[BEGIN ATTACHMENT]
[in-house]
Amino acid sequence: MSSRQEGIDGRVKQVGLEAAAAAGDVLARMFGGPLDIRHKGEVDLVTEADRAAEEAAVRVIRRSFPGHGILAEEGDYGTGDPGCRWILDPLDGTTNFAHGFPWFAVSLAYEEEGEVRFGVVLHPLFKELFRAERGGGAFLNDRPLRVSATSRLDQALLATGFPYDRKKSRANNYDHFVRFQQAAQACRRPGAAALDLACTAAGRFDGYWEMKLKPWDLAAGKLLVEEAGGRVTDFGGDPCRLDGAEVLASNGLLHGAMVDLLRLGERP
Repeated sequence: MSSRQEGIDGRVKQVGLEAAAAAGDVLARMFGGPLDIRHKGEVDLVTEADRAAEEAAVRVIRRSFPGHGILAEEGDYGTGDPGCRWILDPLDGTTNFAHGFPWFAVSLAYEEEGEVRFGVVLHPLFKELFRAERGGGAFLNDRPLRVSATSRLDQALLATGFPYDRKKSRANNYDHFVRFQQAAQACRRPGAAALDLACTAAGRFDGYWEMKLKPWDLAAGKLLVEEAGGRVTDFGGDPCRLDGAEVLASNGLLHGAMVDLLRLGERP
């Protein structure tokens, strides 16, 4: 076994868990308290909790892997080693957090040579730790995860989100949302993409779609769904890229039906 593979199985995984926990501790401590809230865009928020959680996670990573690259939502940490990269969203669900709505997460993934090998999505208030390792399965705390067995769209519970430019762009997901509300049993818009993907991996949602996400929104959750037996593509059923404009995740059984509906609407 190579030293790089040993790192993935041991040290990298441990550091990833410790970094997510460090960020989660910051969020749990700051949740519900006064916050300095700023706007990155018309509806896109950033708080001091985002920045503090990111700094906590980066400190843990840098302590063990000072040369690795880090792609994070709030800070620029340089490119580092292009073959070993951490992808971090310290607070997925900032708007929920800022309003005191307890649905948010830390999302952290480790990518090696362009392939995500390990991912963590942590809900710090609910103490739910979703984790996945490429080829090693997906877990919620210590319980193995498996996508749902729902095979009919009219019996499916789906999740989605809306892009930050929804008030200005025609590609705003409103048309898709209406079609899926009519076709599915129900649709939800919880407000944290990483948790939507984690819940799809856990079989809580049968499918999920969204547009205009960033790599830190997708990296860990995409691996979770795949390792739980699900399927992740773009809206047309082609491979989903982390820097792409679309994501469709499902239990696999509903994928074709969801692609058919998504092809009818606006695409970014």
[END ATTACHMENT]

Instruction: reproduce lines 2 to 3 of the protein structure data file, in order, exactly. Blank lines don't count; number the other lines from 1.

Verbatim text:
Amino acid sequence: MSSRQEGIDGRVKQVGLEAAAAAGDVLARMFGGPLDIRHKGEVDLVTEADRAAEEAAVRVIRRSFPGHGILAEEGDYGTGDPGCRWILDPLDGTTNFAHGFPWFAVSLAYEEEGEVRFGVVLHPLFKELFRAERGGGAFLNDRPLRVSATSRLDQALLATGFPYDRKKSRANNYDHFVRFQQAAQACRRPGAAALDLACTAAGRFDGYWEMKLKPWDLAAGKLLVEEAGGRVTDFGGDPCRLDGAEVLASNGLLHGAMVDLLRLGERP
Repeated sequence: MSSRQEGIDGRVKQVGLEAAAAAGDVLARMFGGPLDIRHKGEVDLVTEADRAAEEAAVRVIRRSFPGHGILAEEGDYGTGDPGCRWILDPLDGTTNFAHGFPWFAVSLAYEEEGEVRFGVVLHPLFKELFRAERGGGAFLNDRPLRVSATSRLDQALLATGFPYDRKKSRANNYDHFVRFQQAAQACRRPGAAALDLACTAAGRFDGYWEMKLKPWDLAAGKLLVEEAGGRVTDFGGDPCRLDGAEVLASNGLLHGAMVDLLRLGERP